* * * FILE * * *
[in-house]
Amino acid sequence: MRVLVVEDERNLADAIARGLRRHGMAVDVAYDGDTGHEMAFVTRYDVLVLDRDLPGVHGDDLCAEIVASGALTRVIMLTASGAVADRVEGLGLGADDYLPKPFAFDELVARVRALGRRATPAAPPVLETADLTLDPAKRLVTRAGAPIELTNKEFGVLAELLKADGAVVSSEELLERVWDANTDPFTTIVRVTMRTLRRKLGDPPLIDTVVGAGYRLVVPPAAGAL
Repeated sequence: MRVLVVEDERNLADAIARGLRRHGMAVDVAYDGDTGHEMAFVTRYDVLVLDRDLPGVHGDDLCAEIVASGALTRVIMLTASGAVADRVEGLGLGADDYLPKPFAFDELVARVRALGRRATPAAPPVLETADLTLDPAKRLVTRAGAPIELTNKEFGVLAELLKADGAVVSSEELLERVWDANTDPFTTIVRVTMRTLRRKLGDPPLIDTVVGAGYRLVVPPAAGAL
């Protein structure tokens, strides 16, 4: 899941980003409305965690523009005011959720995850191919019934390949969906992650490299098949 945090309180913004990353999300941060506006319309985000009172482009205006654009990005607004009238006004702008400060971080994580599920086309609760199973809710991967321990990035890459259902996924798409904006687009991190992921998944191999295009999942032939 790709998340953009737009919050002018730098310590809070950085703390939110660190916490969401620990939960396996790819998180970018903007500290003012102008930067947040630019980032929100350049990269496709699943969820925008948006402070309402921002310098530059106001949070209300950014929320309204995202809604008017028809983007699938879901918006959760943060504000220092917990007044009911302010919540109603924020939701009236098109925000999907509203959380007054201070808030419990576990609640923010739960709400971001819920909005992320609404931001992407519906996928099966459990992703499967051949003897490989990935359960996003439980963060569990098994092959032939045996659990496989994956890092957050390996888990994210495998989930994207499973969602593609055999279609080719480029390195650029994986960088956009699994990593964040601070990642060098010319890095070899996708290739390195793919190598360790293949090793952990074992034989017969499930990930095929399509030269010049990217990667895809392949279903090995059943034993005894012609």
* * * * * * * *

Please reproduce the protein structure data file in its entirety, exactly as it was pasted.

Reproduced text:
[in-house]
Amino acid sequence: MRVLVVEDERNLADAIARGLRRHGMAVDVAYDGDTGHEMAFVTRYDVLVLDRDLPGVHGDDLCAEIVASGALTRVIMLTASGAVADRVEGLGLGADDYLPKPFAFDELVARVRALGRRATPAAPPVLETADLTLDPAKRLVTRAGAPIELTNKEFGVLAELLKADGAVVSSEELLERVWDANTDPFTTIVRVTMRTLRRKLGDPPLIDTVVGAGYRLVVPPAAGAL
Repeated sequence: MRVLVVEDERNLADAIARGLRRHGMAVDVAYDGDTGHEMAFVTRYDVLVLDRDLPGVHGDDLCAEIVASGALTRVIMLTASGAVADRVEGLGLGADDYLPKPFAFDELVARVRALGRRATPAAPPVLETADLTLDPAKRLVTRAGAPIELTNKEFGVLAELLKADGAVVSSEELLERVWDANTDPFTTIVRVTMRTLRRKLGDPPLIDTVVGAGYRLVVPPAAGAL
């Protein structure tokens, strides 16, 4: 899941980003409305965690523009005011959720995850191919019934390949969906992650490299098949 945090309180913004990353999300941060506006319309985000009172482009205006654009990005607004009238006004702008400060971080994580599920086309609760199973809710991967321990990035890459259902996924798409904006687009991190992921998944191999295009999942032939 790709998340953009737009919050002018730098310590809070950085703390939110660190916490969401620990939960396996790819998180970018903007500290003012102008930067947040630019980032929100350049990269496709699943969820925008948006402070309402921002310098530059106001949070209300950014929320309204995202809604008017028809983007699938879901918006959760943060504000220092917990007044009911302010919540109603924020939701009236098109925000999907509203959380007054201070808030419990576990609640923010739960709400971001819920909005992320609404931001992407519906996928099966459990992703499967051949003897490989990935359960996003439980963060569990098994092959032939045996659990496989994956890092957050390996888990994210495998989930994207499973969602593609055999279609080719480029390195650029994986960088956009699994990593964040601070990642060098010319890095070899996708290739390195793919190598360790293949090793952990074992034989017969499930990930095929399509030269010049990217990667895809392949279903090995059943034993005894012609």